By RUNGRAWEE C. PINYORAT, Associated Press Writer
Tuesday, July 5, 2005
(07-05) 11:07 PDT HUAY NAM KHAO, Thailand (AP) --
Soaked by rain, thousands of poor ethnic Hmong refugees from Laos were
living without shelter in northern Thailand on Tuesday, forced from their
homes under a Thai campaign to pressure them to return to their native land.
Landlords in this village said the government set a Monday deadline for
them to evict the some 6,500 refugees from their bamboo shelters,
threatening them with prison or fines up to $1,200 for sheltering the
Hmong, considered by Thailand to be illegal immigrants.
Thai officials also instructed vendors not to sell food to the refugees,
including children, camped out since late Monday by the roadside in Huay
Nam Khao, village leaders said.
"They have no place to stay, no place to cook, how can they stand the heat
and rain?" asked Sawai Leeprecha, a Thai-Hmong village leader.
Some of the Hmong demonstrated Tuesday outside a government office near
the village, located in Phetchabun province about 185 miles north of the
Thai capital, Bangkok. But most clustered in groups along the road with
reed mats and plastic sheeting, a few with umbrellas and others huddled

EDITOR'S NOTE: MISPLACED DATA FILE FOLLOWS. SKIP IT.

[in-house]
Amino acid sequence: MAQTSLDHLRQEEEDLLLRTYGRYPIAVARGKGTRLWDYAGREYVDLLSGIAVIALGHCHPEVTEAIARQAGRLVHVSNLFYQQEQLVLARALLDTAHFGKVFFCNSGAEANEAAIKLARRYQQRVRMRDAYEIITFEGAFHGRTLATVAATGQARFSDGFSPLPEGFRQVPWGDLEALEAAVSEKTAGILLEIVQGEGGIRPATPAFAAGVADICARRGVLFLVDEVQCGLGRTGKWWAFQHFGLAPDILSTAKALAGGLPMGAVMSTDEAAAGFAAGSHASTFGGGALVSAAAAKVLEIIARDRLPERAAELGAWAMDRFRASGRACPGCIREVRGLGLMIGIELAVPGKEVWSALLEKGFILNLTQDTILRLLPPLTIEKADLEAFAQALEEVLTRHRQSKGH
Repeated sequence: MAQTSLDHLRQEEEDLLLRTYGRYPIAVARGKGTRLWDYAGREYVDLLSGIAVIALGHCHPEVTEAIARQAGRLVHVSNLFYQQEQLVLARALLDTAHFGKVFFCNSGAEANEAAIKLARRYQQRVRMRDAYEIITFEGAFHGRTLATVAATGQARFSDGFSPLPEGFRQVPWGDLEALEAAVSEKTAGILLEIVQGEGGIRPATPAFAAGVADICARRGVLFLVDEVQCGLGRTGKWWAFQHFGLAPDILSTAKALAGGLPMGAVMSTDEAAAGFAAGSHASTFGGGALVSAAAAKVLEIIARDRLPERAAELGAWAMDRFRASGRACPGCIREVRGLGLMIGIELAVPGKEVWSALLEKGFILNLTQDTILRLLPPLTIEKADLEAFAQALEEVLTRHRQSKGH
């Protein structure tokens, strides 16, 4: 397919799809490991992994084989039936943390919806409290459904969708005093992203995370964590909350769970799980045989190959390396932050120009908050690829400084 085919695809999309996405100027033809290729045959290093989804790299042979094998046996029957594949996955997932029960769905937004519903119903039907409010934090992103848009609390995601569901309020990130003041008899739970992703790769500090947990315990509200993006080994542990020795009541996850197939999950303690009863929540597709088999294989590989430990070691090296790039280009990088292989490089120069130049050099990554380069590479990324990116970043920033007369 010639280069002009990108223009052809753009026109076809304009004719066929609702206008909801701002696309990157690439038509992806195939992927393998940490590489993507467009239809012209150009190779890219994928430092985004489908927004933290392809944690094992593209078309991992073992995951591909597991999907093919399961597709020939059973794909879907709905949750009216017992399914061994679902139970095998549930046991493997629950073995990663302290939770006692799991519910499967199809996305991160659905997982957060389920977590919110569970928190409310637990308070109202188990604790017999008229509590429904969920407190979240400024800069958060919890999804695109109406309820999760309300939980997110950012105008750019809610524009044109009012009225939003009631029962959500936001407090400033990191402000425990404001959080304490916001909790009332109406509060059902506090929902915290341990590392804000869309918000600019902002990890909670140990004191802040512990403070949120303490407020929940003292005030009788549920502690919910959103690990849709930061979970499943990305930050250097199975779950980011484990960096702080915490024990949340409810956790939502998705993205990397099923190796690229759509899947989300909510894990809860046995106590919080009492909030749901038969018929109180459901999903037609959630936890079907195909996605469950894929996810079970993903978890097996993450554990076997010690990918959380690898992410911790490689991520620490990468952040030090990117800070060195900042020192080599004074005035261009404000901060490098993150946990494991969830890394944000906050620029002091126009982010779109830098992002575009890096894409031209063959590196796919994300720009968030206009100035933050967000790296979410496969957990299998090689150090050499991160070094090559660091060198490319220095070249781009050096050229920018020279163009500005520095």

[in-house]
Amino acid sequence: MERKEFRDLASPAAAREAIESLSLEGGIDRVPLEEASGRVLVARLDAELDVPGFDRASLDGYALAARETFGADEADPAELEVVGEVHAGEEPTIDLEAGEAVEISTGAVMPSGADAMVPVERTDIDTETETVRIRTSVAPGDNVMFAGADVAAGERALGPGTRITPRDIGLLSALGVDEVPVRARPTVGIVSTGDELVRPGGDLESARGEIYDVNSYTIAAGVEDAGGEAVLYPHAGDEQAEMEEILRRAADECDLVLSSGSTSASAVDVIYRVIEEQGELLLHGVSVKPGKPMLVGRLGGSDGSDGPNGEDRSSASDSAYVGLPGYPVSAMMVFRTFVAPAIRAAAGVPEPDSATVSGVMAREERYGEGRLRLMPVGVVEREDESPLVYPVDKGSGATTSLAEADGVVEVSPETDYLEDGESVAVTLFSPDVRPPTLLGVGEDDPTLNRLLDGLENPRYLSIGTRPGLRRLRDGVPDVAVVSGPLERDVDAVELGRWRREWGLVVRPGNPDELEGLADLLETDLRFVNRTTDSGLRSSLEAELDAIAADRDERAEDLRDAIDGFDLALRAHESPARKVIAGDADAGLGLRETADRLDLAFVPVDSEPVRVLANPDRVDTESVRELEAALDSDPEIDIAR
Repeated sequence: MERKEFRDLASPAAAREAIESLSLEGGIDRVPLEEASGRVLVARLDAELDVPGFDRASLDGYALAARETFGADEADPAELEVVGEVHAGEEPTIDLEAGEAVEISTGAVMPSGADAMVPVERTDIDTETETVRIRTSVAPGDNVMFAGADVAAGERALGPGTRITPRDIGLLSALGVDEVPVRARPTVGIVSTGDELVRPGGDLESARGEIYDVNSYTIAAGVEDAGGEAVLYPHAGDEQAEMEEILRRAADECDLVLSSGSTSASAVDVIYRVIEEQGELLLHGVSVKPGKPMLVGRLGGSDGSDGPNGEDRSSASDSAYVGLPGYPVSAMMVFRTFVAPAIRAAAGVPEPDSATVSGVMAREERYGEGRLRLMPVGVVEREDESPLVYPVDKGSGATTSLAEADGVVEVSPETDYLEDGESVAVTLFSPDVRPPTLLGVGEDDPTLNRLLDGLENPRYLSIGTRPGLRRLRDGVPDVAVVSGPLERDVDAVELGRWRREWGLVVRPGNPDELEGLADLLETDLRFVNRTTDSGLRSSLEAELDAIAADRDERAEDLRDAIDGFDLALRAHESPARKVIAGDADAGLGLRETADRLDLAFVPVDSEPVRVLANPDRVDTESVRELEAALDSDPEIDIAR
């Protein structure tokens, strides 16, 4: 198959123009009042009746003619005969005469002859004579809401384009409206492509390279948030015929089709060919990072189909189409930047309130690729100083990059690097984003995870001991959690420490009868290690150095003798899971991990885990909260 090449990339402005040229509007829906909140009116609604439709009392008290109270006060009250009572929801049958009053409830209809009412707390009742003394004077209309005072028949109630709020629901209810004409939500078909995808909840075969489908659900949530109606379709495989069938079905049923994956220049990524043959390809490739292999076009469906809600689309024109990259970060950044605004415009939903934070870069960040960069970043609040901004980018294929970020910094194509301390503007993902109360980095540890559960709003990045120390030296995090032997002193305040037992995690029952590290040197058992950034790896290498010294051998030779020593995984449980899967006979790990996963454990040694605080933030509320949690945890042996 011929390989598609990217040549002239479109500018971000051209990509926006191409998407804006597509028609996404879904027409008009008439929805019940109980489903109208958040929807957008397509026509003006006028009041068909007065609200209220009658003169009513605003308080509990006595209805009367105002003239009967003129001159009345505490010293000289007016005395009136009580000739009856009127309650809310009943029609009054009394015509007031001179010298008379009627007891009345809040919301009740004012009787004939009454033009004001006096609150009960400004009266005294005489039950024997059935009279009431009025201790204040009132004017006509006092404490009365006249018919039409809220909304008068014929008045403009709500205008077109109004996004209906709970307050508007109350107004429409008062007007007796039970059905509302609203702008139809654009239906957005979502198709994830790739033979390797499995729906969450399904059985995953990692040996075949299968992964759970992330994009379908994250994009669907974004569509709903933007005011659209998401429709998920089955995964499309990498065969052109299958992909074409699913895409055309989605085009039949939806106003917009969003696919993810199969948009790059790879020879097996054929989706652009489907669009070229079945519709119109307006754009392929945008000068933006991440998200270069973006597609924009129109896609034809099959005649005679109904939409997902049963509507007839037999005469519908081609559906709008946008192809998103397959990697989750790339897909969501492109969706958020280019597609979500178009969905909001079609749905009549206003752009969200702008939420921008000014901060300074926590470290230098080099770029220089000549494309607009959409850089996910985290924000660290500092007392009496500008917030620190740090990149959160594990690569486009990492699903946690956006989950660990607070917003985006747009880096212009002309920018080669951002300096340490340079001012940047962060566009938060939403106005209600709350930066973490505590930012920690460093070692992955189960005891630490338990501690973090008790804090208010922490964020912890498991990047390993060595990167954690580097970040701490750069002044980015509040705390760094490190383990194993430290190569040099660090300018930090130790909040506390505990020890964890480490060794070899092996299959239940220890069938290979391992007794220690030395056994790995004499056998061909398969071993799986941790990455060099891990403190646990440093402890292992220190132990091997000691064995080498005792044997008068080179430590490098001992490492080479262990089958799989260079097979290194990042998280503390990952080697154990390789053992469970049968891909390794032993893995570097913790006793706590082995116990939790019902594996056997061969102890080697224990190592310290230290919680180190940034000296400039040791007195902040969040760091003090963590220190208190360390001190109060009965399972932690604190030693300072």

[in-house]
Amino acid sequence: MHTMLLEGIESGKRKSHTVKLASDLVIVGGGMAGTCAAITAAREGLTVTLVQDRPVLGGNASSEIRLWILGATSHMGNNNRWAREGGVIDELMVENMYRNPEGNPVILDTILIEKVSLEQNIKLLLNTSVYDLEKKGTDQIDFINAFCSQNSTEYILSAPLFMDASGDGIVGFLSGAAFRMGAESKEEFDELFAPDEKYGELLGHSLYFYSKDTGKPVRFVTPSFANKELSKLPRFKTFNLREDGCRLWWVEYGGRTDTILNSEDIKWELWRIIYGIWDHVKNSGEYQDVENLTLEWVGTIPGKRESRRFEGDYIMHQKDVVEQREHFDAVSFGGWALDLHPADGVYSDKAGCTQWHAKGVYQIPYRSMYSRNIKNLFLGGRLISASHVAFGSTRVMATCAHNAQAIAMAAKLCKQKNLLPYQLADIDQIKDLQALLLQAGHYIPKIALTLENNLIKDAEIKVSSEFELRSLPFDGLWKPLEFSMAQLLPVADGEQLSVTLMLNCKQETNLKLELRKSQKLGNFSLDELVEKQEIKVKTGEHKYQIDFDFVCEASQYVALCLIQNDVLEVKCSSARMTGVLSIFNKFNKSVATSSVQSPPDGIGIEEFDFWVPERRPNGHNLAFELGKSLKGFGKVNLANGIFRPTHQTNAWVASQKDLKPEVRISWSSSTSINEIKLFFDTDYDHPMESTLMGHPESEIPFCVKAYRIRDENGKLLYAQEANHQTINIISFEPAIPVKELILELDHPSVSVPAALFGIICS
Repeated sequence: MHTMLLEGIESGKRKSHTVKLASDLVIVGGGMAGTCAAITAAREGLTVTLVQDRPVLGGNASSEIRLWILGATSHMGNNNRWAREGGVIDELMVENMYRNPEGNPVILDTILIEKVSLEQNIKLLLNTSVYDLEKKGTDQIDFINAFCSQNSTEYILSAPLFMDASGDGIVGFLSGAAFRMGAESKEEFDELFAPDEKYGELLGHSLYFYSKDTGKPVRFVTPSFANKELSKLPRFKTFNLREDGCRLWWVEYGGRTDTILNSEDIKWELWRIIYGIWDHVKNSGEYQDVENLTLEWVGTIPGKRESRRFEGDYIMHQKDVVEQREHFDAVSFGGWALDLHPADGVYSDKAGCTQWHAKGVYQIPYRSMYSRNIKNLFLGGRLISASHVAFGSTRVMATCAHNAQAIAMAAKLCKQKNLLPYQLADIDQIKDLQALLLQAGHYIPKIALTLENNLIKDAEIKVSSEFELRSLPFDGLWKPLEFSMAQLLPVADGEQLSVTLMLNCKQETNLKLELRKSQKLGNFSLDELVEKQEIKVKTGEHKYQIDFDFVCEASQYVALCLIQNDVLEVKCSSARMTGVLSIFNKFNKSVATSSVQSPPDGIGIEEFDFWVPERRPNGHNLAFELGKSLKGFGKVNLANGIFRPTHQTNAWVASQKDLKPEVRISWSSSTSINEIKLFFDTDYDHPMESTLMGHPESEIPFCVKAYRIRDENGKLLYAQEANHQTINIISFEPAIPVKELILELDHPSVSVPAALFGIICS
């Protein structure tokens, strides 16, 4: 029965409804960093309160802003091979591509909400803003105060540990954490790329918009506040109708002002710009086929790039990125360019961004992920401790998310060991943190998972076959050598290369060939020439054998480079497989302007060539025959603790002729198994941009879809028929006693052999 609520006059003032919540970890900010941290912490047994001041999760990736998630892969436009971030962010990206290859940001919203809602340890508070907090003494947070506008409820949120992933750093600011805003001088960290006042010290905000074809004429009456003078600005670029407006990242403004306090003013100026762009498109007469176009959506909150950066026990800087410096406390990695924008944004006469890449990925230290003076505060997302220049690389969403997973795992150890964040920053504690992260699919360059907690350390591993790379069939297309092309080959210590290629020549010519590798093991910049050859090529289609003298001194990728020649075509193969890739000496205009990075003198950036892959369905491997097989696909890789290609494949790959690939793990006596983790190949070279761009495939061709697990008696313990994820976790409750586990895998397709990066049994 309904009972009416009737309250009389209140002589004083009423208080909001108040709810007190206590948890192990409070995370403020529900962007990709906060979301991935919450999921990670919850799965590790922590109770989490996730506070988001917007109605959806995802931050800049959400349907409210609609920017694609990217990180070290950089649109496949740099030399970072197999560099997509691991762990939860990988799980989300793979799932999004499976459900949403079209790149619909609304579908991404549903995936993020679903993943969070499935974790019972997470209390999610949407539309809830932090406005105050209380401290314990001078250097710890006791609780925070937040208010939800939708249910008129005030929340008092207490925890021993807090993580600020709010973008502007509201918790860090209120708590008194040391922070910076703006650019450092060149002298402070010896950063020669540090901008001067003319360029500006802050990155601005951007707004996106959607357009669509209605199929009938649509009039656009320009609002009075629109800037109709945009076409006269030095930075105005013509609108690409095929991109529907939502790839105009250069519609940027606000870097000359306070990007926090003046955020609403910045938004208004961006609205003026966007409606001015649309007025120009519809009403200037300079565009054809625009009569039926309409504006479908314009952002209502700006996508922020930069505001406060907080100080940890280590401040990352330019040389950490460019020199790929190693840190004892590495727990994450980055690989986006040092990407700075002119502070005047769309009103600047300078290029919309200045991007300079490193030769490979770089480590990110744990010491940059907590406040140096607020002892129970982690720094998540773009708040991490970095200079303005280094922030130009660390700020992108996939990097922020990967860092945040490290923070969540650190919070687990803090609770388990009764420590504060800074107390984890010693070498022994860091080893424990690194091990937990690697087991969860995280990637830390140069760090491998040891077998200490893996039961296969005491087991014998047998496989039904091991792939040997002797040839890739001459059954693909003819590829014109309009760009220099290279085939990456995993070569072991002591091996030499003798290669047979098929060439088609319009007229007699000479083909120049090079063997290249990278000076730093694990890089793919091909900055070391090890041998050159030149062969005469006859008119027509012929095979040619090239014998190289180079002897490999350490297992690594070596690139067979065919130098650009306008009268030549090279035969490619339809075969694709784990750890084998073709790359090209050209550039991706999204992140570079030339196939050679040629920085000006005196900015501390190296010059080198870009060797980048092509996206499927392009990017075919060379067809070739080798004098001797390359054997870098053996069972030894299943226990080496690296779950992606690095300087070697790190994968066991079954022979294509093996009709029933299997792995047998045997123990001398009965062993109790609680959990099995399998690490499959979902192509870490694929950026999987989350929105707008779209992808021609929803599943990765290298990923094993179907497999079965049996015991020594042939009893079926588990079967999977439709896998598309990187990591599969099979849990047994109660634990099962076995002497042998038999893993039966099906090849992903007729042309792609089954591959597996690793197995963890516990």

under trees against the rain and sun.
"The Hmong would like to call for the United Nations to help us survive,"
said 43-year-old Jongli Saeloh. "I would rather die here than be sent back
A hand-lettered sign on a fence read: "Please help, we're very hungry."
During the Vietnam War era, the Hmong in Laos sided with a pro-American
government. After the communists won in Laos in 1975, many Hmong fled,
fearing persecution. More than 300,000 Laotians, mostly Hmong, are known
to have fled to neighboring Thailand, though most were repatriated or
resettled in third countries, particularly the United States.
Although pressure on the Hmong has eased, military operations against
small bands of Hmong insurgents in Laos continue and tensions persist. The
Hmong hope the United Nations will treat them as political asylum seekers
and help find them a home.
Monday's evictions came after Thailand's National Security Council decided
last month to deport illegal Hmong immigrants, whom Thai authorities
suspect of illicit drug trafficking and helping Hmong exile groups stage
attacks against Laos.
But while a Thai Foreign Ministry spokesman, Sihasak Phuangketkeow, said
the Thai and Laotian governments are cooperating on repatriating the
Hmong, a Laotian Foreign Ministry spokesman said the Thai government has
not raised the issue through diplomatic channels.
"We will not take them, and it is not right for the Thai government to
make the decision alone," the Laotian spokesman, Yong Chanthalangsy, said.
Thailand's official National Human Rights Commission issued a statement
Tuesday calling on the government to delay deporting the Hmong.
In May, a refugee camp for ethnic Hmong in central Thailand was closed in
what was hoped to be the last major movement of Hmong refugees. Some
10,000 were relocated to the United States, with another 5,300 expected to
resettle there by September.